John Krakauer's 2003 best-seller, Under the Banner of Heaven, played upon a common narrative told in sections of American culture—a story that claimed that some religions are inherently violent. In Krakauer's work, of course, the group under consideration was Mormonism, and his narrative was encapsulated in his pithy subtitle, “A Story of Violent Faith.”1 Patrick Mason's new book fundamentally contradicts Krakauer's salacious claim. Mason argues that all religious groups, including the Mormon tradition, contain “multiple and complex sources—scriptures, histories, myths, social networks, authority structures, and cosmologies that can be mobilized in the service of either violence or non-violence” (78). People choose how to use these resources, and there is nothing inevitable about their choices or even what resources they utilize over others. Within this structuring framework, Mason, in four succinct chapters numbering only eighty pages, shows how Mormons have deployed their tradition over time in regard to...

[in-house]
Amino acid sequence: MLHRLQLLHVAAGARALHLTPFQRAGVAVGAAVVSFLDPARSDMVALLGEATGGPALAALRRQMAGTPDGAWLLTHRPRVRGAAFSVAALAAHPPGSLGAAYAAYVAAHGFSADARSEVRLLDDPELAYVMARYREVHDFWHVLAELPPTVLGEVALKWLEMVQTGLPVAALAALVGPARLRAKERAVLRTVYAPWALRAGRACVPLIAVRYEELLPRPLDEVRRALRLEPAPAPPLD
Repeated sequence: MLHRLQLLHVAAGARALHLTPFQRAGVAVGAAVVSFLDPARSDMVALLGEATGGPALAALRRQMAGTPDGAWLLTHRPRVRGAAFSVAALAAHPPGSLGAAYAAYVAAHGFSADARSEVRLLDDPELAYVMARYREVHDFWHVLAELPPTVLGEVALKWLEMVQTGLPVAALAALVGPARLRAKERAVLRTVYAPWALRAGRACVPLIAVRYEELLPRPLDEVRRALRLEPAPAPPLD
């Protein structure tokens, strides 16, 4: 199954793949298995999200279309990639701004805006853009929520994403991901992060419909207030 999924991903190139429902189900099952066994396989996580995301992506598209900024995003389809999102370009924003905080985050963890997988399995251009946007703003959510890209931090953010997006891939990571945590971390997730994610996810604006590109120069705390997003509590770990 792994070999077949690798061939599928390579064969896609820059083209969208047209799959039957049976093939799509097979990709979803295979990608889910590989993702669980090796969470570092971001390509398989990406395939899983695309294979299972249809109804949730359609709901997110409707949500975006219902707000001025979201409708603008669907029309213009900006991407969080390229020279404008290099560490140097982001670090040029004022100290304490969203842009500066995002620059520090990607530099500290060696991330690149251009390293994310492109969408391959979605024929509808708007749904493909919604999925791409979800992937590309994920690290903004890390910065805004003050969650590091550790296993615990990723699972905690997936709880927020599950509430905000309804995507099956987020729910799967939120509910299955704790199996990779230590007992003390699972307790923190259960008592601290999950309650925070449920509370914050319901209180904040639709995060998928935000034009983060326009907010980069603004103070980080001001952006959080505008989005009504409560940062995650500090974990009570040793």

Mormonism and Violence: The Battles of Zion
David J. Howlett is the Mellon Visiting Assistant Professor of Religion at Smith College in Northampton, Massachusetts. He is the author of Kirtland Temple: The Biography of a Shared Mormon Sacred Space (University of Illinois Press, 2014) and coauthor of Mormonism: The Basics (Routledge, 2017).
David J. Howlett; Mormonism and Violence: The Battles of Zion. Mormon Studies Review 1 January 2022; 9 126–130. doi: https://doi.org/10.5406/21568030.9.1.16
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